Review: The Taming of the Shrew at Norwich Shakespeare Festival

In the hours before the The Taming of the Shrew began I was monitoring the heavy rain and irregular bursts of sun, hoping the latter would become more regular and I would have the picturesque evening I had hoped for in the cathedral cloisters.

And as someone who, it seems, has been asleep in a cave for the past four years, I have only just caught on to the Shakespeare Festival's arrival in Norwich for the fourth year running – and what a treat it was.

As a fan of outdoor theatre already, my hopes for the evening were already high.

But the GB Theatre Company's Taming of the Shrew did little to disappoint – and it stayed dry.

Shakespeare's most outrageous, and controversial comedy was dynamic, funny and engaging.

Directed by Jenny Stephens, director of BBC Radio 4's The Archers, the actors and the historic backdrop had the audience bewitched and laughing all the way through.

The stage hosts the story of two wealthy, but very different, sisters –who must wed.

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The wet and meek Bianca, played perfectly by the small and sweet Sarah Middleton, is the modest and comparatively shy sister who has a wealth of choice for suitors.

But Katherina, played by Lucia McAnespie, is her shrewish and ungovernable sister with fewer men to choose from.

Just Petruchio, played by David Davies – a strong-willed and maddening man who is able to charm, or rather bully, Katherina into loving him.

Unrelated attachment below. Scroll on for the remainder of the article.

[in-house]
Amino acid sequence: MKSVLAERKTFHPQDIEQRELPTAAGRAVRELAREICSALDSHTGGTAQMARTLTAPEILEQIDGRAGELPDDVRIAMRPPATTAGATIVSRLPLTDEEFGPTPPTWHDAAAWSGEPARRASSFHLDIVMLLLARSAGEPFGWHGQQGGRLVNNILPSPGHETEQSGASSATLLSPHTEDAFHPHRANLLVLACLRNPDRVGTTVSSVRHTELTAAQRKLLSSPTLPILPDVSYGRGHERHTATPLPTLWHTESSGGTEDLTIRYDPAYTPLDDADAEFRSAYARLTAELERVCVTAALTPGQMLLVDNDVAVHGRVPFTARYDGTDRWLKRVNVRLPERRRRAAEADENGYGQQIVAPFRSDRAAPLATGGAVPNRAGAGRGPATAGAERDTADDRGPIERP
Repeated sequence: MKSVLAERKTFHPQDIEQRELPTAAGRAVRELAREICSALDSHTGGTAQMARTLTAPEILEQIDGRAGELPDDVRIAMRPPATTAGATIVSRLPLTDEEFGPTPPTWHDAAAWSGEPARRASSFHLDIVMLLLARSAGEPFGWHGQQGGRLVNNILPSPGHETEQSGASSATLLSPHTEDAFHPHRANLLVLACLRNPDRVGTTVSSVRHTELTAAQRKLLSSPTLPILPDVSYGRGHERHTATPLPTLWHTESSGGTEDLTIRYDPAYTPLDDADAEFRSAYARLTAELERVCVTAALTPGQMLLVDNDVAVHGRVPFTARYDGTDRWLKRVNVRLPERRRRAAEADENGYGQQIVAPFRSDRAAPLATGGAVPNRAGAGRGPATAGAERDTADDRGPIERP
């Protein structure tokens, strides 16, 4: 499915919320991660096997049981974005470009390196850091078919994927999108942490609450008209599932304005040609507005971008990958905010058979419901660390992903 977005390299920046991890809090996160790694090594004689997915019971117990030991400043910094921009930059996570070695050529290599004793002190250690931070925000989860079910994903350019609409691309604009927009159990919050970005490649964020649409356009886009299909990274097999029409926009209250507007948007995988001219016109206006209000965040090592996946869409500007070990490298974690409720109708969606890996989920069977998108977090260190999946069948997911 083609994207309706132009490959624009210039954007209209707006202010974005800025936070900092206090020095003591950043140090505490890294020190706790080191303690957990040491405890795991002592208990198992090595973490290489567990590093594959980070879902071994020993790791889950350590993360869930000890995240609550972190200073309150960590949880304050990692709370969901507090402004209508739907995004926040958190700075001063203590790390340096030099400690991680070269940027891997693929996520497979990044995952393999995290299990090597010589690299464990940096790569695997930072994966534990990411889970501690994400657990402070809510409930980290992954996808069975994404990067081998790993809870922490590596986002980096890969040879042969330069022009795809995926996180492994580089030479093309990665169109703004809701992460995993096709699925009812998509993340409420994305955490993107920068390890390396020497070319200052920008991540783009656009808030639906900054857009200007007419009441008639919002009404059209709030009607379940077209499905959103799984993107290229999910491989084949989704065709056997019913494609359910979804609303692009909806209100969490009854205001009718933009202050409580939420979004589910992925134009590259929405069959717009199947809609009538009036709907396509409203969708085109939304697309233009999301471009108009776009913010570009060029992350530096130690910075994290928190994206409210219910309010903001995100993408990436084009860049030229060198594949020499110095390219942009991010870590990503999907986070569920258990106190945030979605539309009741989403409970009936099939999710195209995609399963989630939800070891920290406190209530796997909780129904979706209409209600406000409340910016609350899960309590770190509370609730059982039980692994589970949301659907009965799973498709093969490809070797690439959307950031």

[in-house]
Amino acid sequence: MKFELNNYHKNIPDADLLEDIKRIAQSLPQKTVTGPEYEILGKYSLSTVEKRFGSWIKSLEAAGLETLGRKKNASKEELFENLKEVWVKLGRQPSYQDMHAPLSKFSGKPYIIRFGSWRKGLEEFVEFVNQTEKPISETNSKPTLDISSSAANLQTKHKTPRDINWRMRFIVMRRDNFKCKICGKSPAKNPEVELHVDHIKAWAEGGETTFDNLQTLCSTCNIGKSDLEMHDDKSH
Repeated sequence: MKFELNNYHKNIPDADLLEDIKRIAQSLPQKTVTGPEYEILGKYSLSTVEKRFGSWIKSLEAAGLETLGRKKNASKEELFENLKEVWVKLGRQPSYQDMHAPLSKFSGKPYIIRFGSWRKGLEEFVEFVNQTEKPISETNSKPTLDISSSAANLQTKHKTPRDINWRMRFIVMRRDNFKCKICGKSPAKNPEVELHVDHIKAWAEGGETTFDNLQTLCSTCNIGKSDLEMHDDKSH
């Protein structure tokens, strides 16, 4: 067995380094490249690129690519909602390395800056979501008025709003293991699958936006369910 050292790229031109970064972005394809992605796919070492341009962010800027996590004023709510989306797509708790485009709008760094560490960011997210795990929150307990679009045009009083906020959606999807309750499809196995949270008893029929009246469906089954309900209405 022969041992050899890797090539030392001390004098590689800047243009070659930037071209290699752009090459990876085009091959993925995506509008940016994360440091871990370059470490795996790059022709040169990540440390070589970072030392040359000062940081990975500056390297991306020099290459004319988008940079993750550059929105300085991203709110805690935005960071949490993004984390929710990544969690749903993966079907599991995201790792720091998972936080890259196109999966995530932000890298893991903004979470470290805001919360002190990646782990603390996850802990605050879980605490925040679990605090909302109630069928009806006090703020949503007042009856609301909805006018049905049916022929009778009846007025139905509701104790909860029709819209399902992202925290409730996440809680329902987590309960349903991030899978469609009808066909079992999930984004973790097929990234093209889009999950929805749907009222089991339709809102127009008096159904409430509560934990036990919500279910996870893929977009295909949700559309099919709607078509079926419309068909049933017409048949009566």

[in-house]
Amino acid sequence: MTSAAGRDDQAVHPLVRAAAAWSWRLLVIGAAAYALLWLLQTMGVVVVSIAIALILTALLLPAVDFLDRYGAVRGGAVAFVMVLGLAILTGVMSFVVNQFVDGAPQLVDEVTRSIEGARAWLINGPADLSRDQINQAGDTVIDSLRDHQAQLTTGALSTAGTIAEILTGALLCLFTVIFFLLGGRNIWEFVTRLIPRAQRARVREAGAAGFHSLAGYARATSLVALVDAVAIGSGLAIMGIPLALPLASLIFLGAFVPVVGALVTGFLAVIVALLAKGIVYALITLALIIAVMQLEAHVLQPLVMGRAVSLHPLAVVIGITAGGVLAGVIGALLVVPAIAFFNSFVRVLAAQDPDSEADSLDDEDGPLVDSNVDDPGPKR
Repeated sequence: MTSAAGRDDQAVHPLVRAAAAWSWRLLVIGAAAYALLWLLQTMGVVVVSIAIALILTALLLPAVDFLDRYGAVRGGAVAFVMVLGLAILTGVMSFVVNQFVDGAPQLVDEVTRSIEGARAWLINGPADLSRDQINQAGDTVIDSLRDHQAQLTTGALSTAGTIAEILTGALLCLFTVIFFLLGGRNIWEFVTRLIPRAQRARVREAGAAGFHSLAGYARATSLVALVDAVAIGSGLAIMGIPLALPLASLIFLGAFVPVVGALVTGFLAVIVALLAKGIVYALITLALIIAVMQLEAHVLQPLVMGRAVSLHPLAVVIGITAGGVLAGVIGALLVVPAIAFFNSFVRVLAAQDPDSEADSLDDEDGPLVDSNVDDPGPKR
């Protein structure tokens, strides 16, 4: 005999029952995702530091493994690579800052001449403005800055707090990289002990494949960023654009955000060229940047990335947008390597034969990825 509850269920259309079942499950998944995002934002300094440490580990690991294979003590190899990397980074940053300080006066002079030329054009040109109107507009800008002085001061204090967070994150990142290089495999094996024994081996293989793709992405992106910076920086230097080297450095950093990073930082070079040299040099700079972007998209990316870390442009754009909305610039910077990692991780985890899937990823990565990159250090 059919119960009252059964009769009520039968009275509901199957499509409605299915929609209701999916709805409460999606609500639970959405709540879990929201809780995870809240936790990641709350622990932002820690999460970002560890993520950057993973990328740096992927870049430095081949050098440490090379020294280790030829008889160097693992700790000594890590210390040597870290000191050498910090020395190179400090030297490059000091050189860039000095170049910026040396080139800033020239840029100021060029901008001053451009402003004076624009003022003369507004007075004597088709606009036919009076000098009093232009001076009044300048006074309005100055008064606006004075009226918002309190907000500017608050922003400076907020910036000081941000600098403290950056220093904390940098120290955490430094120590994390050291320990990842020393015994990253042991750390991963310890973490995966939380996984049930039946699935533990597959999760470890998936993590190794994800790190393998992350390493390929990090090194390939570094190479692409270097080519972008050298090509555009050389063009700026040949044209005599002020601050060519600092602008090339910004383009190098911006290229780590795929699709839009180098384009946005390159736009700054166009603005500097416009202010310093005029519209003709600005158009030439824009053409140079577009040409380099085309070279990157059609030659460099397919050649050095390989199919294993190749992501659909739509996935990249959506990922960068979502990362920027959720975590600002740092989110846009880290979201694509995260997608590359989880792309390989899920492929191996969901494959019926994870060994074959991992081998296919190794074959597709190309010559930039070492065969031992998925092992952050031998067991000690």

Shakespeare's script is executed perfectly with the erratic Katherina and Petruchio outwitting each other.

Tom Kay, the pompous Hortensio Padua, who wishes to marry Bianca, was certainly a highlight of the performance.

His flamboyant and almost camp take on Hortensio was both funny and hugely watchable.

To the modern mind, the Taming of the Shrew is backwards. The plot begins doused in feminism and independence, with Katherina as strong-willed and strong-minded woman. But by the end she is submissive and obedient, preaching to other women to bow down their husbands – something that doesn't quite fit into the modern mentality.

The cast, music and setting married into an excellent trio – and with Desmond Barrit, actor and patron of the Shakespeare Festival pulled on to the stage unexpectedly – it felt all the more charming and tailored to the Norwich audience.

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